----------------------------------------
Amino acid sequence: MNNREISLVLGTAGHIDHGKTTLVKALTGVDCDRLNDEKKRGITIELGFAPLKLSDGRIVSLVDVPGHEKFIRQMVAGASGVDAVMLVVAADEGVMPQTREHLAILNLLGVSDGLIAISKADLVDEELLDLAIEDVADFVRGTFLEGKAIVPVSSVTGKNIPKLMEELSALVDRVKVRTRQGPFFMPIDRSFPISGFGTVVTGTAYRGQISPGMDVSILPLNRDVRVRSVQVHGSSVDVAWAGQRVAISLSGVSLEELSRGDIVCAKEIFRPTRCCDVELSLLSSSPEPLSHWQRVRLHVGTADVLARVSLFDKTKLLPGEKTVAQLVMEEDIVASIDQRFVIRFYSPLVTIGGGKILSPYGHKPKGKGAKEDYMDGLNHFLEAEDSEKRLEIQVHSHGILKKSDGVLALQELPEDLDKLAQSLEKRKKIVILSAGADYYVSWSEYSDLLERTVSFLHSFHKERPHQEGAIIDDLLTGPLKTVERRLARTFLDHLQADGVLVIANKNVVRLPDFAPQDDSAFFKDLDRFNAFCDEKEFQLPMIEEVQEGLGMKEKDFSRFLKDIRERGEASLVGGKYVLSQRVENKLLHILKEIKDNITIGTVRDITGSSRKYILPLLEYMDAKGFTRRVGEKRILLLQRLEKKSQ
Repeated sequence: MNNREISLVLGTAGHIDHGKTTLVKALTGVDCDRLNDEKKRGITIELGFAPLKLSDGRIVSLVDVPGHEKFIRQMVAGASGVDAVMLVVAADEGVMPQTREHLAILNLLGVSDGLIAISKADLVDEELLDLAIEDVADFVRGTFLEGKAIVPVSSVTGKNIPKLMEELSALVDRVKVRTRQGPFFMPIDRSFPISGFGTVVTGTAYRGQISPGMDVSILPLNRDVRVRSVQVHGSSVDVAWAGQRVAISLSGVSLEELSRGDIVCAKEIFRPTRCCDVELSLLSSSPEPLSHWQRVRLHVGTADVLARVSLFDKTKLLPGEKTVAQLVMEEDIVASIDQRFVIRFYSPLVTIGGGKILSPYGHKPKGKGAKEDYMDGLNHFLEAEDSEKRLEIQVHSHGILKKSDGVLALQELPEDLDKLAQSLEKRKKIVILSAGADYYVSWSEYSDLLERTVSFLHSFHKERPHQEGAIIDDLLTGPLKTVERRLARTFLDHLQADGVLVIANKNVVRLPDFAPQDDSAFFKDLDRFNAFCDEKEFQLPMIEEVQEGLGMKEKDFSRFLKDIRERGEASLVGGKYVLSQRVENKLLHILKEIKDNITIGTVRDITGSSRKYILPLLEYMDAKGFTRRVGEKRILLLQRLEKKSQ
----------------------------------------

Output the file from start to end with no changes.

Amino acid sequence: MNNREISLVLGTAGHIDHGKTTLVKALTGVDCDRLNDEKKRGITIELGFAPLKLSDGRIVSLVDVPGHEKFIRQMVAGASGVDAVMLVVAADEGVMPQTREHLAILNLLGVSDGLIAISKADLVDEELLDLAIEDVADFVRGTFLEGKAIVPVSSVTGKNIPKLMEELSALVDRVKVRTRQGPFFMPIDRSFPISGFGTVVTGTAYRGQISPGMDVSILPLNRDVRVRSVQVHGSSVDVAWAGQRVAISLSGVSLEELSRGDIVCAKEIFRPTRCCDVELSLLSSSPEPLSHWQRVRLHVGTADVLARVSLFDKTKLLPGEKTVAQLVMEEDIVASIDQRFVIRFYSPLVTIGGGKILSPYGHKPKGKGAKEDYMDGLNHFLEAEDSEKRLEIQVHSHGILKKSDGVLALQELPEDLDKLAQSLEKRKKIVILSAGADYYVSWSEYSDLLERTVSFLHSFHKERPHQEGAIIDDLLTGPLKTVERRLARTFLDHLQADGVLVIANKNVVRLPDFAPQDDSAFFKDLDRFNAFCDEKEFQLPMIEEVQEGLGMKEKDFSRFLKDIRERGEASLVGGKYVLSQRVENKLLHILKEIKDNITIGTVRDITGSSRKYILPLLEYMDAKGFTRRVGEKRILLLQRLEKKSQ
Repeated sequence: MNNREISLVLGTAGHIDHGKTTLVKALTGVDCDRLNDEKKRGITIELGFAPLKLSDGRIVSLVDVPGHEKFIRQMVAGASGVDAVMLVVAADEGVMPQTREHLAILNLLGVSDGLIAISKADLVDEELLDLAIEDVADFVRGTFLEGKAIVPVSSVTGKNIPKLMEELSALVDRVKVRTRQGPFFMPIDRSFPISGFGTVVTGTAYRGQISPGMDVSILPLNRDVRVRSVQVHGSSVDVAWAGQRVAISLSGVSLEELSRGDIVCAKEIFRPTRCCDVELSLLSSSPEPLSHWQRVRLHVGTADVLARVSLFDKTKLLPGEKTVAQLVMEEDIVASIDQRFVIRFYSPLVTIGGGKILSPYGHKPKGKGAKEDYMDGLNHFLEAEDSEKRLEIQVHSHGILKKSDGVLALQELPEDLDKLAQSLEKRKKIVILSAGADYYVSWSEYSDLLERTVSFLHSFHKERPHQEGAIIDDLLTGPLKTVERRLARTFLDHLQADGVLVIANKNVVRLPDFAPQDDSAFFKDLDRFNAFCDEKEFQLPMIEEVQEGLGMKEKDFSRFLKDIRERGEASLVGGKYVLSQRVENKLLHILKEIKDNITIGTVRDITGSSRKYILPLLEYMDAKGFTRRVGEKRILLLQRLEKKSQ